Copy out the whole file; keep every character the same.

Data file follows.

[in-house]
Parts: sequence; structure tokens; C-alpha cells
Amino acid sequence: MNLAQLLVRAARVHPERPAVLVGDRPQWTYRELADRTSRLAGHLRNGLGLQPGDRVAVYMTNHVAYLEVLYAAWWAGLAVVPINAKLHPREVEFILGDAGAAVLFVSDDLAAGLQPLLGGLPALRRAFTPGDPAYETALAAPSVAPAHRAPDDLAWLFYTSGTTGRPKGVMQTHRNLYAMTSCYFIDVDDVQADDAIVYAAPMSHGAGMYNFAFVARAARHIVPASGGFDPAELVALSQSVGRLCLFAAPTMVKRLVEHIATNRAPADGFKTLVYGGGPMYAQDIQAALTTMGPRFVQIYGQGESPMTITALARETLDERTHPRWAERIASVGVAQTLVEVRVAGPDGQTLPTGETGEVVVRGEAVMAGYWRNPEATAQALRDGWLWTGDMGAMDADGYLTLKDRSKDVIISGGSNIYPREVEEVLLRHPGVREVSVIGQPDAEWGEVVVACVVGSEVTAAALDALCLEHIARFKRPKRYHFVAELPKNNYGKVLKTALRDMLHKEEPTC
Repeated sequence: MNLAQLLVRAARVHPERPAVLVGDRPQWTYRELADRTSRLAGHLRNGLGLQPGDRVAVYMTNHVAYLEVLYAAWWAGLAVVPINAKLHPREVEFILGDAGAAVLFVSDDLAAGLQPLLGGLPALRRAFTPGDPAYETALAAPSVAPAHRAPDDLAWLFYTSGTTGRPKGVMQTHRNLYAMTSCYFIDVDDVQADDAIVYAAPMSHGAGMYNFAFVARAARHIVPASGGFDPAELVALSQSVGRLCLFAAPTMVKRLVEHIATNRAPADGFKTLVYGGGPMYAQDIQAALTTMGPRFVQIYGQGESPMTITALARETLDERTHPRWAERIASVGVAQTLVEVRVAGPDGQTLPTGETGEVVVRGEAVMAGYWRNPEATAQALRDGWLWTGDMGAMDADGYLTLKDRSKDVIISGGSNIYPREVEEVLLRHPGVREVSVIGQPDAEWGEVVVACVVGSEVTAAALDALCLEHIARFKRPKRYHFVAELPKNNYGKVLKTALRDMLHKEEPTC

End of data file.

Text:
[in-house]
Parts: sequence; structure tokens; C-alpha cells
Amino acid sequence: MNLAQLLVRAARVHPERPAVLVGDRPQWTYRELADRTSRLAGHLRNGLGLQPGDRVAVYMTNHVAYLEVLYAAWWAGLAVVPINAKLHPREVEFILGDAGAAVLFVSDDLAAGLQPLLGGLPALRRAFTPGDPAYETALAAPSVAPAHRAPDDLAWLFYTSGTTGRPKGVMQTHRNLYAMTSCYFIDVDDVQADDAIVYAAPMSHGAGMYNFAFVARAARHIVPASGGFDPAELVALSQSVGRLCLFAAPTMVKRLVEHIATNRAPADGFKTLVYGGGPMYAQDIQAALTTMGPRFVQIYGQGESPMTITALARETLDERTHPRWAERIASVGVAQTLVEVRVAGPDGQTLPTGETGEVVVRGEAVMAGYWRNPEATAQALRDGWLWTGDMGAMDADGYLTLKDRSKDVIISGGSNIYPREVEEVLLRHPGVREVSVIGQPDAEWGEVVVACVVGSEVTAAALDALCLEHIARFKRPKRYHFVAELPKNNYGKVLKTALRDMLHKEEPTC
Repeated sequence: MNLAQLLVRAARVHPERPAVLVGDRPQWTYRELADRTSRLAGHLRNGLGLQPGDRVAVYMTNHVAYLEVLYAAWWAGLAVVPINAKLHPREVEFILGDAGAAVLFVSDDLAAGLQPLLGGLPALRRAFTPGDPAYETALAAPSVAPAHRAPDDLAWLFYTSGTTGRPKGVMQTHRNLYAMTSCYFIDVDDVQADDAIVYAAPMSHGAGMYNFAFVARAARHIVPASGGFDPAELVALSQSVGRLCLFAAPTMVKRLVEHIATNRAPADGFKTLVYGGGPMYAQDIQAALTTMGPRFVQIYGQGESPMTITALARETLDERTHPRWAERIASVGVAQTLVEVRVAGPDGQTLPTGETGEVVVRGEAVMAGYWRNPEATAQALRDGWLWTGDMGAMDADGYLTLKDRSKDVIISGGSNIYPREVEEVLLRHPGVREVSVIGQPDAEWGEVVVACVVGSEVTAAALDALCLEHIARFKRPKRYHFVAELPKNNYGKVLKTALRDMLHKEEPTC